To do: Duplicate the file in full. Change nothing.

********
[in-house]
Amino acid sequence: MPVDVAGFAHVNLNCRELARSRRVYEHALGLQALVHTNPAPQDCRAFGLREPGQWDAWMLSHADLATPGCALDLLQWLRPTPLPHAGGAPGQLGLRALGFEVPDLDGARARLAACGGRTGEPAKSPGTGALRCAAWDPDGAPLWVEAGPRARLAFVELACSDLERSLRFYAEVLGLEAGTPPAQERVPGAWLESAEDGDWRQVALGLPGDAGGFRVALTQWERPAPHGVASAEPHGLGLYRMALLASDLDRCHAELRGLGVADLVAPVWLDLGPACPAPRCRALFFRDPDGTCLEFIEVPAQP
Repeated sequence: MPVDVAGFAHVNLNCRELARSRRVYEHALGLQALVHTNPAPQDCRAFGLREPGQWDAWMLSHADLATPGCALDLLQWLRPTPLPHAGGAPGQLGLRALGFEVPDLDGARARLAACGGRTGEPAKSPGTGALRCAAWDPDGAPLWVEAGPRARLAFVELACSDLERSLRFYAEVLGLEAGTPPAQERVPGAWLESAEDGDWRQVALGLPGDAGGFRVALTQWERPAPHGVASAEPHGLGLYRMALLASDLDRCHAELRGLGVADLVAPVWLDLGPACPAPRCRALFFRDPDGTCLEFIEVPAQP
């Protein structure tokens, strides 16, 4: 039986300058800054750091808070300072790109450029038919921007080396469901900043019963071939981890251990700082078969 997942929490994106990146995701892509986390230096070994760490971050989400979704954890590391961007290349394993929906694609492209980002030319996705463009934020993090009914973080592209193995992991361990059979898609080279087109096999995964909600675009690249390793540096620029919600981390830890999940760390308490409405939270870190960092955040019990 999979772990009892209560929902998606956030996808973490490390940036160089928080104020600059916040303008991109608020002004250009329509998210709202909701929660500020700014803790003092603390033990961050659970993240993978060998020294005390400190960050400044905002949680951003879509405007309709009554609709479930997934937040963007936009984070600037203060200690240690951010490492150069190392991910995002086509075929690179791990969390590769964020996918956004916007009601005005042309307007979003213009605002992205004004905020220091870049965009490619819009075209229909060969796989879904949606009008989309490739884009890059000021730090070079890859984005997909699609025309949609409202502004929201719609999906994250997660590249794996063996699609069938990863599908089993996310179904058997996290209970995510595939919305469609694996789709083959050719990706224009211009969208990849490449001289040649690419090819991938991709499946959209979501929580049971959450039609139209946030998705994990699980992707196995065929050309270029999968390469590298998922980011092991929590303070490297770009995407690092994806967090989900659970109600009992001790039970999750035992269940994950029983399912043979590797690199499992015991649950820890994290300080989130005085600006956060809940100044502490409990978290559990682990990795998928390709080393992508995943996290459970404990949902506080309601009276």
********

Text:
[in-house]
Amino acid sequence: MPVDVAGFAHVNLNCRELARSRRVYEHALGLQALVHTNPAPQDCRAFGLREPGQWDAWMLSHADLATPGCALDLLQWLRPTPLPHAGGAPGQLGLRALGFEVPDLDGARARLAACGGRTGEPAKSPGTGALRCAAWDPDGAPLWVEAGPRARLAFVELACSDLERSLRFYAEVLGLEAGTPPAQERVPGAWLESAEDGDWRQVALGLPGDAGGFRVALTQWERPAPHGVASAEPHGLGLYRMALLASDLDRCHAELRGLGVADLVAPVWLDLGPACPAPRCRALFFRDPDGTCLEFIEVPAQP
Repeated sequence: MPVDVAGFAHVNLNCRELARSRRVYEHALGLQALVHTNPAPQDCRAFGLREPGQWDAWMLSHADLATPGCALDLLQWLRPTPLPHAGGAPGQLGLRALGFEVPDLDGARARLAACGGRTGEPAKSPGTGALRCAAWDPDGAPLWVEAGPRARLAFVELACSDLERSLRFYAEVLGLEAGTPPAQERVPGAWLESAEDGDWRQVALGLPGDAGGFRVALTQWERPAPHGVASAEPHGLGLYRMALLASDLDRCHAELRGLGVADLVAPVWLDLGPACPAPRCRALFFRDPDGTCLEFIEVPAQP
């Protein structure tokens, strides 16, 4: 039986300058800054750091808070300072790109450029038919921007080396469901900043019963071939981890251990700082078969 997942929490994106990146995701892509986390230096070994760490971050989400979704954890590391961007290349394993929906694609492209980002030319996705463009934020993090009914973080592209193995992991361990059979898609080279087109096999995964909600675009690249390793540096620029919600981390830890999940760390308490409405939270870190960092955040019990 999979772990009892209560929902998606956030996808973490490390940036160089928080104020600059916040303008991109608020002004250009329509998210709202909701929660500020700014803790003092603390033990961050659970993240993978060998020294005390400190960050400044905002949680951003879509405007309709009554609709479930997934937040963007936009984070600037203060200690240690951010490492150069190392991910995002086509075929690179791990969390590769964020996918956004916007009601005005042309307007979003213009605002992205004004905020220091870049965009490619819009075209229909060969796989879904949606009008989309490739884009890059000021730090070079890859984005997909699609025309949609409202502004929201719609999906994250997660590249794996063996699609069938990863599908089993996310179904058997996290209970995510595939919305469609694996789709083959050719990706224009211009969208990849490449001289040649690419090819991938991709499946959209979501929580049971959450039609139209946030998705994990699980992707196995065929050309270029999968390469590298998922980011092991929590303070490297770009995407690092994806967090989900659970109600009992001790039970999750035992269940994950029983399912043979590797690199499992015991649950820890994290300080989130005085600006956060809940100044502490409990978290559990682990990795998928390709080393992508995943996290459970404990949902506080309601009276």